On his way out, his assistant gives him the name and number of a man who had an appointment with the supervising attorney, but who was apparently deemed too rough, with too many tattoos, to warrant the jerk's time. 

Nate makes a call. Nate makes a visit to the hospital where he meets Sean Wilkinson, whose former foster father Hawk was the man rejected by Nate's father's lawyer. As Nate hears what happened to Sean, he can't help but be intrigued by the young man who after a terrible accident lost not only his leg, but also his livelihood and his career as a petroleum engineer.

Hounded by his employer's lawyers to agree to a ridiculous settlement after the accident, Sean needs someone in his corner to help him navigate these new rough waters. And Nate is just the guy to do that.

Both MCs have their own personal struggles and rather different personality-wise. 

Sean, with his difficult early life and rough upbringing, isn't quick to trust anyone and plays his cards rather close to his chest. He's not only a brilliant engineer, but also a fantastic tattoo artist, who learned the craft in his foster father's shop. Hawk is perhaps the closest thing to a real father Sean has, and their relationship is very close and supportive. He doesn't have any close friends; in fact even the people with whom he spent months at sea don't really know him at all, including his boss, with whom Sean has had an affair since he interned with the company at 19. 

Nate, on the other hand, had a rather normal, if affluent, childhood and appears to most people as someone who had everything handed to him - with his last name being so well-known and the assumptions which come with that. His personal struggles aren't as obvious, but they're just as real. Nate has to prove himself repeatedly at his father's company, more so really than any other newly minted attorney would have to, because he's his father's son. In addition, his parents have more or less forsaken him because their older son is a bigot and doesn't want his children or his wife anywhere near Nate. Since, you know, homosexuality clearly rubs off and we must think of the children. For years, Nate hasn't been able to spend holidayrs or any quality time with his family; it's as if he's been erased. No photographs of Nate are displayed at their house - it's as if he doesn't even exist. His name isn't ever mentioned around the older son, and his brother's kids have zero relationship with him.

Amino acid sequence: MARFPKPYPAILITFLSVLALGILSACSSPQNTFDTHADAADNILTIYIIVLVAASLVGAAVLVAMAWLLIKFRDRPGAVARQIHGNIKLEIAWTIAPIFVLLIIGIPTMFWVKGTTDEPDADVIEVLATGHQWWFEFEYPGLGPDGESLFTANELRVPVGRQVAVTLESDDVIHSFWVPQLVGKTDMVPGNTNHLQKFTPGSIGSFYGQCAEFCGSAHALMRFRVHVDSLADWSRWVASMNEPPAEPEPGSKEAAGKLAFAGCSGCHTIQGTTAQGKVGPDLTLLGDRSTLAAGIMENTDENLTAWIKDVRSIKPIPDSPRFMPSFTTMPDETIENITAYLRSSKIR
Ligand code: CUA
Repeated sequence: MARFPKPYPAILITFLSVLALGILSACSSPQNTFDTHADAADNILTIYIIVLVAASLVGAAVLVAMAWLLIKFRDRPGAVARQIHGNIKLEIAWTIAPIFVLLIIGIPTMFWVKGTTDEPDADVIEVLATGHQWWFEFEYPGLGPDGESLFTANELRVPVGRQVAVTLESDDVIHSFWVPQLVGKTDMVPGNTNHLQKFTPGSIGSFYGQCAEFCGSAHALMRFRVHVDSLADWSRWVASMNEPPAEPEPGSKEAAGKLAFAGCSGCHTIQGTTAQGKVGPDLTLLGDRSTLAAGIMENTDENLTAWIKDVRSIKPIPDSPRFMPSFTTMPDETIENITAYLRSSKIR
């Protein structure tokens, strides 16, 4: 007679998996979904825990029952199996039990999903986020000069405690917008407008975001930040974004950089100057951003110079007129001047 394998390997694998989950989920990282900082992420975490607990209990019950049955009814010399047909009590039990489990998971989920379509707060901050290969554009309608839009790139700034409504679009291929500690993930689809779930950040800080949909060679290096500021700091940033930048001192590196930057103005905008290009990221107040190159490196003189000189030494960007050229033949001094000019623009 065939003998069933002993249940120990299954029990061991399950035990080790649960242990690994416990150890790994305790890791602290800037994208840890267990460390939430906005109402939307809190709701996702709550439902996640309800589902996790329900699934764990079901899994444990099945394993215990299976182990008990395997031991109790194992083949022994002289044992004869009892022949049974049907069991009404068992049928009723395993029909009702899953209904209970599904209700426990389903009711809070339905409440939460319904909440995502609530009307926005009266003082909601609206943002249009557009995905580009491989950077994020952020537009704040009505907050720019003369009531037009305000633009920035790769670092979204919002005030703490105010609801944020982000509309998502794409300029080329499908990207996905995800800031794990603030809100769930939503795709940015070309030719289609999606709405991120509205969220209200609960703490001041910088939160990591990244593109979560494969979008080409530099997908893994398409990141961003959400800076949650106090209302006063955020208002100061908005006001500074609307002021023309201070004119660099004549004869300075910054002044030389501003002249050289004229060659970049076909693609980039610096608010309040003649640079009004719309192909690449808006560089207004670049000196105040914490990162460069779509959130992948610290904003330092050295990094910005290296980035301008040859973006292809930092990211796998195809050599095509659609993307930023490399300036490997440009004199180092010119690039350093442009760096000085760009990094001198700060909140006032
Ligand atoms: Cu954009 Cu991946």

Taking on Sean as his first client after quitting his father's firm seems like a great idea at the time, even if it's just fighting for Sean to get the biggest possible settlement for the accident that cost him one of his legs, but there's a lot more to their case than just that. See, Sean invented something that's been used on the ship, and the case now also involves intellectual property rights. 

And someone may be out to kill Sean to silence him.

The romance that develops between Nate and Sean is by design a super slow burn. Not only is Sean seriously injured and still recovering from the accident, but he's also Nate's client, and there are a bunch of ethical issues to consider before the two of them can be together. As an added detriment, when Nate tries to find another law firm to represent Sean and remove the ethics issue, he finds that many firms will not even consider taking him on, because of who Nate's father is. No matter how brightly the attraction burns between them, Nate must first and foremost consider that any romantic relationship they might have could adversely impact Sean's day in court.